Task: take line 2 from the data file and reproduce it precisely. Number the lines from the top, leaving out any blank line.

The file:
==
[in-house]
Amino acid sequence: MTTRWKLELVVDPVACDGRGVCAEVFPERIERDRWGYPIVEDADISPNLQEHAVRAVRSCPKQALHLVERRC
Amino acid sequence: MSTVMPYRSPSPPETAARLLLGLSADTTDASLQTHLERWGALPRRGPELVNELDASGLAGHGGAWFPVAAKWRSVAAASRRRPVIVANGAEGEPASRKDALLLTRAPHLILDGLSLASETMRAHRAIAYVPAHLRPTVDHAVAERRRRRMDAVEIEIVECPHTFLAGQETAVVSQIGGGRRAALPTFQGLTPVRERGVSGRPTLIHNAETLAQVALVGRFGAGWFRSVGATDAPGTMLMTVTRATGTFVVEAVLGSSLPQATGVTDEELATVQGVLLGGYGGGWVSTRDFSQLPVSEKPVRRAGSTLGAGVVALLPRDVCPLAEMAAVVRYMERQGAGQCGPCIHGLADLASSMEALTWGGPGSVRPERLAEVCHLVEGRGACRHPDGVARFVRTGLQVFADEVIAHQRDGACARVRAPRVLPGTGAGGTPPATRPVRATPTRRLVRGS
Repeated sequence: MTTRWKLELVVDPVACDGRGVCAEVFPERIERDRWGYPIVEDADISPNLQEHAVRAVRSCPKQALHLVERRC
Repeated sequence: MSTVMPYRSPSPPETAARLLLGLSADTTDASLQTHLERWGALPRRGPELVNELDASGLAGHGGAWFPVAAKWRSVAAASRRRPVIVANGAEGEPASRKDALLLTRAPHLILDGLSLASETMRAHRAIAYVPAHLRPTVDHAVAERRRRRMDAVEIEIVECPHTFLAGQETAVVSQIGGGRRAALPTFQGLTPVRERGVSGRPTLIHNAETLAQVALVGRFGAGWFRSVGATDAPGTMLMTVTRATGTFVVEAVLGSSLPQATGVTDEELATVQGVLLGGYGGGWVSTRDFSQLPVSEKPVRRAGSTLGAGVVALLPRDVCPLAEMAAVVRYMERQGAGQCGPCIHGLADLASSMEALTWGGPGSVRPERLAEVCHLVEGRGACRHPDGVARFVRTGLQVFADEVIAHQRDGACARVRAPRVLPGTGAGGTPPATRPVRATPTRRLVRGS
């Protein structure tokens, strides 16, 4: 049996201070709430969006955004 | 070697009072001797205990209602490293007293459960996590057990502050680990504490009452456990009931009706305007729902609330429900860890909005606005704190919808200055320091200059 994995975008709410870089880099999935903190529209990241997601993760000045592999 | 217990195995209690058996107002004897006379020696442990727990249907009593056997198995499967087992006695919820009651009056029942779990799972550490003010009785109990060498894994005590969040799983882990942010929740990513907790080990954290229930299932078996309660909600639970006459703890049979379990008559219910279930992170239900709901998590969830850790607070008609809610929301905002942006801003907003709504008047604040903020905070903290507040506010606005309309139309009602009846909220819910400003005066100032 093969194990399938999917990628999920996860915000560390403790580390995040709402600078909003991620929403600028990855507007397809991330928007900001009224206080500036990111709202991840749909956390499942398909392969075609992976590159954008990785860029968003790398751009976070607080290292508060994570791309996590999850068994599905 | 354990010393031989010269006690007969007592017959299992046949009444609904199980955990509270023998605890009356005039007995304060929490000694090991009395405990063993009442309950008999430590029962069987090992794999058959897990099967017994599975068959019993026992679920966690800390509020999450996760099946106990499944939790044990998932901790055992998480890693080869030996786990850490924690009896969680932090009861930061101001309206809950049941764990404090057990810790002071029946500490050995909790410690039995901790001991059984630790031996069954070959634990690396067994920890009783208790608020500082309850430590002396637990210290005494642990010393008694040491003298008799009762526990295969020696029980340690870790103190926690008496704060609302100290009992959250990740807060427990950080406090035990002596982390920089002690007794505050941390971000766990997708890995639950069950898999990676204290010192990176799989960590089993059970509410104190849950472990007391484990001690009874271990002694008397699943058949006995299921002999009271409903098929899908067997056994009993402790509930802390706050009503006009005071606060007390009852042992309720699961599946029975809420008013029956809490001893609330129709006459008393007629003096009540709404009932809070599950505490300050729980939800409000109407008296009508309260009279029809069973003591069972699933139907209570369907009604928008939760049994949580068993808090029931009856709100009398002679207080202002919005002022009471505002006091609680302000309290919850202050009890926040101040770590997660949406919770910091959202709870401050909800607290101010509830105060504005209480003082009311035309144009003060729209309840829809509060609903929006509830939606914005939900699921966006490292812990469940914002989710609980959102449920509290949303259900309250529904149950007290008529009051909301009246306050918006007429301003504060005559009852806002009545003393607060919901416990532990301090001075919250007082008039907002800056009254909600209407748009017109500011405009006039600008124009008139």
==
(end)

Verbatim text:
Amino acid sequence: MTTRWKLELVVDPVACDGRGVCAEVFPERIERDRWGYPIVEDADISPNLQEHAVRAVRSCPKQALHLVERRC